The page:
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For 3,000 miles, Central American refugees ride on a train known as “The Beast” in hopes of making it into the United States. The frequency of kidnapping, extortion, human trafficking, rape, and homicide puts Central American migrants’ plight in Mexico atop the list of the Western Hemisphere’s worst humanitarian emergencies. It is reported that six out of ten women are raped and over 20,000 immigrants a year are kidnapped. Refugees from Central America are demonized as invaders while the root causes of this migration remain hidden from our current news feeds and circles of discussion.


In October of 2014, EDELO traveled to two different immigrant refugee safe houses at the southern Mexican border. The first, where we lived for one month, was a rehabilitation center for immigrants suffering from lost limbs and serious injury. We acted out collaborative performances with over 40 immigrants based on their recent lived experiences and together painted two murals within the refugee homes. Through the mural painting we established a working relationship and created an atmosphere of co-authorship and enthusiasm while transforming the architectural environment. We also visited the Suchiate River and collaborated with Central American children crossing by raft in an all-day public performance. These sculptural performances allowed us to revisit the ritualistic aspects of migration in a theatrical form and use materials as a vehicle for collective and individual expression.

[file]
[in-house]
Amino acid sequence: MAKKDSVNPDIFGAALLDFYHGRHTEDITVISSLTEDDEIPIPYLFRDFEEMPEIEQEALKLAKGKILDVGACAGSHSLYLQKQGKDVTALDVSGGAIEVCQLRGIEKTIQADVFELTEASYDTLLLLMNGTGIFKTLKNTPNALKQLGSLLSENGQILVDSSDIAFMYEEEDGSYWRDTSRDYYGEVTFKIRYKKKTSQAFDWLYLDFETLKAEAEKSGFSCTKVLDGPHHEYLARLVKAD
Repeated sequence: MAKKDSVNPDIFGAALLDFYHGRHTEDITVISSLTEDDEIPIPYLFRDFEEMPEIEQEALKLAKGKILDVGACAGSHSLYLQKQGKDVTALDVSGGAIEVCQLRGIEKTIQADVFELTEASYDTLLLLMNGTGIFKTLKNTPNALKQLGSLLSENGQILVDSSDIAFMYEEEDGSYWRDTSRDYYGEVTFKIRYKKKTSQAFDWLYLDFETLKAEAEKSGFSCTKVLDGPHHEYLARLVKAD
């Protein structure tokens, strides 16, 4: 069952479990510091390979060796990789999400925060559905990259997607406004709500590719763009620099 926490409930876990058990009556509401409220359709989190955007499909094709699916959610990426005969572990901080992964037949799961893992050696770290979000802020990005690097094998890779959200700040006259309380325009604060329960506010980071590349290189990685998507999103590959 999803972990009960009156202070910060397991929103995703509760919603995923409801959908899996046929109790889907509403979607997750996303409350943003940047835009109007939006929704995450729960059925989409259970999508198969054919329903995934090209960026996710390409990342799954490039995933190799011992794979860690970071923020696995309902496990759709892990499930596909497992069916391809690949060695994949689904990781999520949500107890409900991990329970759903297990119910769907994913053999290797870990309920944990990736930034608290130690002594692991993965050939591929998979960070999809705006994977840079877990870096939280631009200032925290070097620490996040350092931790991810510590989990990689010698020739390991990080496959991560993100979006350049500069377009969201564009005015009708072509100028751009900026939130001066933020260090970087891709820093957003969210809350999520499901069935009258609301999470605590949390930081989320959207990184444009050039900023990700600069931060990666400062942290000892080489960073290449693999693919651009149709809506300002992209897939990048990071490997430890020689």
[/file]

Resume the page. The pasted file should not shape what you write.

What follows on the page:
LA 72

One of EDELO Migrante’s first Arte Urgente projects was Walking the Beast (2014), which Duarte, Rollow and Kak developed with migrants/refugees from Guatemala, El Salvador, and Honduras traveling through Mexico. Walking the Beast emerged from workshops that were held at two migrant/ refugee safehouses, La 72 in Tenosique, Tabasco, and Albergue El Buen Jesu´s Pastor in Tapachula, Chiapas, located at Mexico’s southern border. According to Duarte, Fray Toma´s, the lead organizer of La 72, wanted to make the cause of migrants/refugees from Central America more visible within the town, which he thought could be done through dramatic public performances. The artists lived at each shelter for two weeks, during which time they collaborated with migrants/refugees painting murals, recording stories, and sharing meals.


This collaboration was inspired by the broader political goals of Fray Toma´s, who dreams of “a radical, mobilized migrant collective,” which also involves artistic production.  As he states, “Here we’re creating a new world, to give migrants ...a new political identity ...So we have to work towards this political identity, of migrants as collective subjects and bearers of rights capable of revolutionizing the world.” Indeed, at La 72, art plays an important role insofar as “every wall, every color, every mural, every message is made to revive this new inclusive

identity among migrants.” Fray Toma’s philosophy stems from his knowledge of liberation theology, which emphasizes the power of popular movements, and he describes La 72 “with some irony as ‘liberated territory.’” The authors of the Hemisphere Institute’s Dossier on Art, Migration and Human Rights (2015), who interviewed Fray Toma´s, contend that he thinks of La 72 “as an autonomous zone like a Zapatista community,” and “seeks to help them [migrants/refugees] realize their power to resist and organize against the forces that would claim to have power over them”.